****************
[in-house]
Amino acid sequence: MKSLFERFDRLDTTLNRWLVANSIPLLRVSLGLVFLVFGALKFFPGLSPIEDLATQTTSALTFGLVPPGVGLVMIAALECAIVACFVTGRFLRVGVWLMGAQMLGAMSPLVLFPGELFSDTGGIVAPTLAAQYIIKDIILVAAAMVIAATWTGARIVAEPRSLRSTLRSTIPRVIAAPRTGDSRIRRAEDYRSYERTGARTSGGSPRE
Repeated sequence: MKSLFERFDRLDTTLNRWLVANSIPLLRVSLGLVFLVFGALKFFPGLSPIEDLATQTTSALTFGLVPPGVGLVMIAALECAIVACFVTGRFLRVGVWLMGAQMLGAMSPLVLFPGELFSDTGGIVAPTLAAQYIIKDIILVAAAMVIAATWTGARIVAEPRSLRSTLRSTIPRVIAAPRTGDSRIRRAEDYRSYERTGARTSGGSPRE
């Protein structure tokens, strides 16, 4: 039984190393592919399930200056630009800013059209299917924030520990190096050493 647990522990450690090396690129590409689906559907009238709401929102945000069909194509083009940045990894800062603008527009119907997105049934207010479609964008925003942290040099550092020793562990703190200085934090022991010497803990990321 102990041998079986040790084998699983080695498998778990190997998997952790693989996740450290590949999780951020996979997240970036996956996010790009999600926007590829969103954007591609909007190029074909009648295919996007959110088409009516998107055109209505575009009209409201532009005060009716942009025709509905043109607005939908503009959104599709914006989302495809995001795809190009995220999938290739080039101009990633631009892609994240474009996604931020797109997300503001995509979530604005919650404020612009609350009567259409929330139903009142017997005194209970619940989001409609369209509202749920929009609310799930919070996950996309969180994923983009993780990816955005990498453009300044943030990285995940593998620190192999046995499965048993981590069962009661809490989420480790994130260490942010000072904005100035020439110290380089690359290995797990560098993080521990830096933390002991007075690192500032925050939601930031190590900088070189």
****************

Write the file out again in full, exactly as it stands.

[in-house]
Amino acid sequence: MKSLFERFDRLDTTLNRWLVANSIPLLRVSLGLVFLVFGALKFFPGLSPIEDLATQTTSALTFGLVPPGVGLVMIAALECAIVACFVTGRFLRVGVWLMGAQMLGAMSPLVLFPGELFSDTGGIVAPTLAAQYIIKDIILVAAAMVIAATWTGARIVAEPRSLRSTLRSTIPRVIAAPRTGDSRIRRAEDYRSYERTGARTSGGSPRE
Repeated sequence: MKSLFERFDRLDTTLNRWLVANSIPLLRVSLGLVFLVFGALKFFPGLSPIEDLATQTTSALTFGLVPPGVGLVMIAALECAIVACFVTGRFLRVGVWLMGAQMLGAMSPLVLFPGELFSDTGGIVAPTLAAQYIIKDIILVAAAMVIAATWTGARIVAEPRSLRSTLRSTIPRVIAAPRTGDSRIRRAEDYRSYERTGARTSGGSPRE
């Protein structure tokens, strides 16, 4: 039984190393592919399930200056630009800013059209299917924030520990190096050493 647990522990450690090396690129590409689906559907009238709401929102945000069909194509083009940045990894800062603008527009119907997105049934207010479609964008925003942290040099550092020793562990703190200085934090022991010497803990990321 102990041998079986040790084998699983080695498998778990190997998997952790693989996740450290590949999780951020996979997240970036996956996010790009999600926007590829969103954007591609909007190029074909009648295919996007959110088409009516998107055109209505575009009209409201532009005060009716942009025709509905043109607005939908503009959104599709914006989302495809995001795809190009995220999938290739080039101009990633631009892609994240474009996604931020797109997300503001995509979530604005919650404020612009609350009567259409929330139903009142017997005194209970619940989001409609369209509202749920929009609310799930919070996950996309969180994923983009993780990816955005990498453009300044943030990285995940593998620190192999046995499965048993981590069962009661809490989420480790994130260490942010000072904005100035020439110290380089690359290995797990560098993080521990830096933390002991007075690192500032925050939601930031190590900088070189």